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On February 1st, 2019, Boy Scouts officially welcomed girls into their ranks. While this is a significant milestone, the Boy Scouts leadership is refusing to officially recognize the trailblazing women who helped to bring about this historic change. This is wrong.  

The Boy Scouts are admitting girls, but not recognizing them?

The Boy Scouts of America (BSA) has opened their doors to girls across the nation aged 11-17, allowing them to officially join Boy Scout Troops, but they’re leaving out the girls who initiated the change. Sydney Ireland, at 17-years-old, is our very own hometown heroine who paved the way for this historic change. Joining the Boy Scouts at the age of four, she has pushed for this change from within the organization for most of her life, while also working to complete all the requirements of the Rank and Merit badges, including work to earn Eagle Scout recognition. Without her tireless advocacy, this change may not have happened. Now, BSA is refusing to recognize the years of work that she’s done – saying that if she wants recognition, she’ll need to start again. It doesn’t make sense to embrace historic change while denying the girls who paved the way the recognition they deserve.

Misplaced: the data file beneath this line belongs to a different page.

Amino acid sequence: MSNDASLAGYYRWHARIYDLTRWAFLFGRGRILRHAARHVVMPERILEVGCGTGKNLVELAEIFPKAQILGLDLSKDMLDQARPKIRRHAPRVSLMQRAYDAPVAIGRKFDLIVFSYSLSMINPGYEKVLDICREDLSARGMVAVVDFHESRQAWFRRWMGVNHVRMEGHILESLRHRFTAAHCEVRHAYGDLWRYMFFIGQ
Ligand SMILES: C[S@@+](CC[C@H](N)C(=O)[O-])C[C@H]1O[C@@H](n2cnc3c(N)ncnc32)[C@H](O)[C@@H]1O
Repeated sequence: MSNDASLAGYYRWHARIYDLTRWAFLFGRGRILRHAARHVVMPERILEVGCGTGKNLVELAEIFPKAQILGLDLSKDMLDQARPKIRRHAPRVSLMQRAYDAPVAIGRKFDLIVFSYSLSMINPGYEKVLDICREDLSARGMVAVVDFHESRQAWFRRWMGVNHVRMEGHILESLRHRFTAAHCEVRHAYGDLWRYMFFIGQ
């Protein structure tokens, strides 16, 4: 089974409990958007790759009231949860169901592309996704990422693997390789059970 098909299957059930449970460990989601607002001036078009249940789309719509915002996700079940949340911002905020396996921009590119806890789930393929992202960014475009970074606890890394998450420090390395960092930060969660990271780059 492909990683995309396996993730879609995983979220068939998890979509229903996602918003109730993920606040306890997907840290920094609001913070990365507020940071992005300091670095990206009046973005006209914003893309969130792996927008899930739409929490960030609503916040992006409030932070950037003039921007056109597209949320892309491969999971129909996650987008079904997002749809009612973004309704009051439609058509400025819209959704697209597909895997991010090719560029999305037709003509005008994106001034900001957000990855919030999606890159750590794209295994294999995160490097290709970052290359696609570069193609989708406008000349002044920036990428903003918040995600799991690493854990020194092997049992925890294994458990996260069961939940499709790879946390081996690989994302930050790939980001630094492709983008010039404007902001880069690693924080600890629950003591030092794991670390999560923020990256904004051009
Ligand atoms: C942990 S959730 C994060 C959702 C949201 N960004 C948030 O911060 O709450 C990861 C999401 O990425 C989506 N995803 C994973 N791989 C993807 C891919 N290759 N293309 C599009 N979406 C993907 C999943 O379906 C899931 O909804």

Calls needed

Call BSA and demand they give recognition to Sydney Ireland and girls like her!

Here’s what you can do:

Call 972-580-2000. Here’s what you can say:

“I believe Sydney Ireland, and other girls in her position, should be recognized by Boy Scouts of America. These young women paved the way for girls to be officially recognized by Boy Scouts. It’s simply unfair and defies the principles of the organization to fail to honor Sydney’s lifelong record of work and commitment to the Boy Scout’s organization.”


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“I have been calling on Boy Scouts of America (BSA) to end discrimination and I am so excited that they are finally ending their ban on young women on February 1st, 2019. We call on the BSA to count all of Rank and Merit Badges, I, and many other girls already completed before February 1st. As I said when I first began this journey, ‘I can’t change my gender to fit the Boy Scout standard, but the Boy Scouts can change their policies to let me in.’”

– Sydney Ireland
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